Moffat County Sheriff lauds local heroes, Commissioners take action |

Moffat County Sheriff lauds local heroes, Commissioners take action

The Camp family was recognized by the state as an exemplary foster and adoptive family in honor of November's National Adoption Month. The Moffat County Board of County Commissioners on Tuesday recognized them again. Pictured, from left, are Commissioner Ray Beck, a child accompanying the Camps, Earl Camp, Sr., April Camp, Commissioner Frank Moe and Commissioner Don Cook.
Sasha Nelson
If you go Moffat County Commissioners Meetings When: 8:30 a.m. most Tuesdays, however, due to the Thanks Giving holiday the next meeting is Wednesday, Nov. 22. There will not be a meeting on Nov. 28. The next Tuesday morning meeting will be on Dec. 5. Meeting times and dates are subject to change. Check the Government Update on the Craig Press for the latest information and agenda. Where: Board Chambers, Suite 130 at the Moffat County Court House, 221 W. Victory Way, Craig. For more information: Visit:, or call 970-824-5517.

CRAIG — Community heroes were highlighted during Tuesday’s meeting of the Moffat County Board of County Commissioners.

“People come together and make things happen,” said Sheriff KC Hume, speaking about the outpouring of community assistance provided when a semi truck pulling a livestock trailer filled with 73 cattle overturned on Colorado Highway on Monday, Nov. 13.

Hume recognized county Emergency Management Coordinator Tom Soos, for activating the Community Animal Response Team to set up portable corals; veterinarian Kelly Hepworth; the Colorado State Brand Office; Donald Broom, of Sombrero Ranches; and other ranchers and volunteers who came to help.

Commissioners also recognized Earl Camp, Sr. and April Camp for their service to the community as foster parents. The Camps were recently recognized by the state. Department of Human Services Director Dollie Rose said it was the first time a family in Moffat County has been recognized. She hopes it will raise awareness of the need for additional foster families.

“We do have an amazing community,” said Commissioner Don Cook.

County commissioners also made a number of decisions during their meeting, including the following.

• Commissioners unanimously approved an agreement with Memorial Regional Health to provide inmate medical services at a cost of just over $6,700 per month. Speaking in support of the agreement, Hume said it is important for inmates to be able to continue care locally once released.

“Research shows that recidivism can be decreased with social aspects, so I think the continuum of care would be helpful,” he said.

• Commissioners unanimously approved a Conditional Use Permit to allow Carmony Exploration to build 10 miles of gathering lines to service their oil and natural gas operations on private land near Welba Peak in the northeastern portion of the county.

“These plays are all about economics. It’s not that the oil isn’t there; it’s just about making it economic to bring it up,” said owner-operator John Carmony during his presentation.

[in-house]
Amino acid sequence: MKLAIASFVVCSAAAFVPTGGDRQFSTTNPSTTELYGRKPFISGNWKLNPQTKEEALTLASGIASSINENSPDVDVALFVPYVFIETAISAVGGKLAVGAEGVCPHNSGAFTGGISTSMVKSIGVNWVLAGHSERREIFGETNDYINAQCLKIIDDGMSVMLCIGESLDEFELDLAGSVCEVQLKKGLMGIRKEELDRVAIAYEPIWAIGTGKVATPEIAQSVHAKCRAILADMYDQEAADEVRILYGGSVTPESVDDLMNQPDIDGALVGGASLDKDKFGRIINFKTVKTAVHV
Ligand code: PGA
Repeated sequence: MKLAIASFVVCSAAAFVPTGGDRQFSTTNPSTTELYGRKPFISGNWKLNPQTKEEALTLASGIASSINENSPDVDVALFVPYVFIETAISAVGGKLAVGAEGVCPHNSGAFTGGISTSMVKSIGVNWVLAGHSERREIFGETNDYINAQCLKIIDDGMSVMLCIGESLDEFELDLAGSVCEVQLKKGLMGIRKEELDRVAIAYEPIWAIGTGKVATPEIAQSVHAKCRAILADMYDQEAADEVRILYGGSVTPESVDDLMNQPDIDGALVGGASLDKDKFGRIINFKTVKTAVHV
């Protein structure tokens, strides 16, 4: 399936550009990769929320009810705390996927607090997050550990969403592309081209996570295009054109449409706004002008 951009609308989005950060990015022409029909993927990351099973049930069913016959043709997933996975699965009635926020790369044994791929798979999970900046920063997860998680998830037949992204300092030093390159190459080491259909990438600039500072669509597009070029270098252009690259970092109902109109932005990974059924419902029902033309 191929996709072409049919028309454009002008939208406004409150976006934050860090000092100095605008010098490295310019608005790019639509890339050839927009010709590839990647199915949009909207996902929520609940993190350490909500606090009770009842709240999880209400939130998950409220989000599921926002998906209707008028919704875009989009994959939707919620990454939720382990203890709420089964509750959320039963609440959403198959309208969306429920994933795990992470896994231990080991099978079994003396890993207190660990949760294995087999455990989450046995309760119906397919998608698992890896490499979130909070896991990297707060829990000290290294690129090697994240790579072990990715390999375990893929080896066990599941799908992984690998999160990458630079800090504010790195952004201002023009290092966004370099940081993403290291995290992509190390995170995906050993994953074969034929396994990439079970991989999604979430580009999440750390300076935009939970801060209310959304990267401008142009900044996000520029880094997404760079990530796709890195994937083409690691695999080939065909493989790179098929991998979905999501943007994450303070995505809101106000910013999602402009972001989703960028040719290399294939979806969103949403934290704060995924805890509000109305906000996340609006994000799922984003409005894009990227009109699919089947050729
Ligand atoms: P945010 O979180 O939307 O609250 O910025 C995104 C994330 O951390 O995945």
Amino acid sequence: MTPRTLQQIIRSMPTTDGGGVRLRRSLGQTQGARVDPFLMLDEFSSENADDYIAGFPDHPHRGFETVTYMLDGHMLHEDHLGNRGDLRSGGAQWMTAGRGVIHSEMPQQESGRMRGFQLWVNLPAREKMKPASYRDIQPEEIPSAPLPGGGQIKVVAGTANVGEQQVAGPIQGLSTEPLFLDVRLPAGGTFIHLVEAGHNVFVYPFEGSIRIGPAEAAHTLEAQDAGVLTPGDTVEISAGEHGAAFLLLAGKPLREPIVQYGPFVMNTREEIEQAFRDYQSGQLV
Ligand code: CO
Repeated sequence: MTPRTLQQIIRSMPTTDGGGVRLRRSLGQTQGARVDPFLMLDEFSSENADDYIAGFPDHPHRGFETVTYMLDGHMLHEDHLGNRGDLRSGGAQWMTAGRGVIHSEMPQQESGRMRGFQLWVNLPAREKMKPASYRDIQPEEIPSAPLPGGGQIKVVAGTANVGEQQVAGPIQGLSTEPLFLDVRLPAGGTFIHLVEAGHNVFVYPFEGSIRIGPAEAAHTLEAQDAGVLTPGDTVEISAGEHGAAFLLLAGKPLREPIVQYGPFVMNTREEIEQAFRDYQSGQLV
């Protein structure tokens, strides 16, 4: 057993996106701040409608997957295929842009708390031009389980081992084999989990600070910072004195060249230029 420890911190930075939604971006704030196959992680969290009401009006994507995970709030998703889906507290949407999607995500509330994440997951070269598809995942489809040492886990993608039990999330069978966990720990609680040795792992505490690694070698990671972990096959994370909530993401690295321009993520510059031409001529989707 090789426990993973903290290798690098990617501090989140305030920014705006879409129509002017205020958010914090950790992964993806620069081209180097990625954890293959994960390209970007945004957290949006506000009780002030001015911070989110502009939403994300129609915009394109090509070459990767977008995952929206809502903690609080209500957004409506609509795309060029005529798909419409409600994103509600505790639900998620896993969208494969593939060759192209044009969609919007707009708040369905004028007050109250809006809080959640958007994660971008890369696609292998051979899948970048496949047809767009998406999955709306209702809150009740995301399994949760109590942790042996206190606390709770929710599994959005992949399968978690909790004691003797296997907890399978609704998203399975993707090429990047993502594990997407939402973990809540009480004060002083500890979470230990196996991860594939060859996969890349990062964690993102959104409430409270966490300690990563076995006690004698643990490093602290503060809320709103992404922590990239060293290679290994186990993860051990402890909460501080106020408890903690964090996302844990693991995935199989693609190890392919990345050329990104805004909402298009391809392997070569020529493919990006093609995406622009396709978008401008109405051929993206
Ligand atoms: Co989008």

The new pipeline will be constructed under Moffat County Road 1, and in a trench will be cut through Moffat County Road 124.

The permit includes provisions for future gathering lines, but Carmony has committed to return to discuss how his company can share the costs of maintaining county roads that impacted by industrial traffic.

“There’s no way to move this equipment in and out without some impact,” he said.
• Commissioners unanimously approved $25,000 matching funds for a Tier 1 Energy Impact Grant for the Craig Rail Project Study to extend the Moffat rail line from Craig to Duchene, Utah. The county has applied to the Colorado Department of Local Affairs for $25,000, which would make a total of $50,000 to be added to the Utah match to secure a federal Transportation Investment Generating Economic Recovery grant.
This is the first step of a process that could take years to complete, said Office of Development Services Director Roy Tipton.

If successful, it would mean Craig is no longer the “end of the line” and would open opportunities that don’t currently exist.

“Over $1.4 billion construction would flow through this town,” Tipton said.
Those dollars would be in addition to the long-term revenue from property and use taxes, similar to a proposed transmission line project that would help offset the decommissioning of unit one at Tri-State Generation & Transmission.

Commissioner Ray Beck said this is a great way to move interstate commerce and create future revenue sources in eight to 10 years.

If DOLA is unable to approve finds, or if the TIGER grant applications fails, the initiative would have to start over.

“We are 10 years out, if everything falls into place,” Tipton said. “There are lots of steps along the way; this is the first step.”

• Commissioners unanimously approved personnel requisitions for the Sheriff’s Office that will result in hiring two new people and several internal promotions.

“I believe in the idea of growing your own,” Hume said. “Reward them with promotional opportunities, much like I did when I started in the jail, and then patrol and was promoted.”

New hires will work on court security and master control. The Sheriff’s Office has mandated minimum staffing requirements, depending on the jail population.

“Overall, the population of the county is in decline, but the jail population is increasing,” Hume said. At all times, there are three people — two on the jail floor and a civilian in the master control — to run the facility.

County Commissioners will next meet at 8:30 a.m. Wednesday, Nov. 22.

Contact Sasha Nelson at 970-875-1794 or

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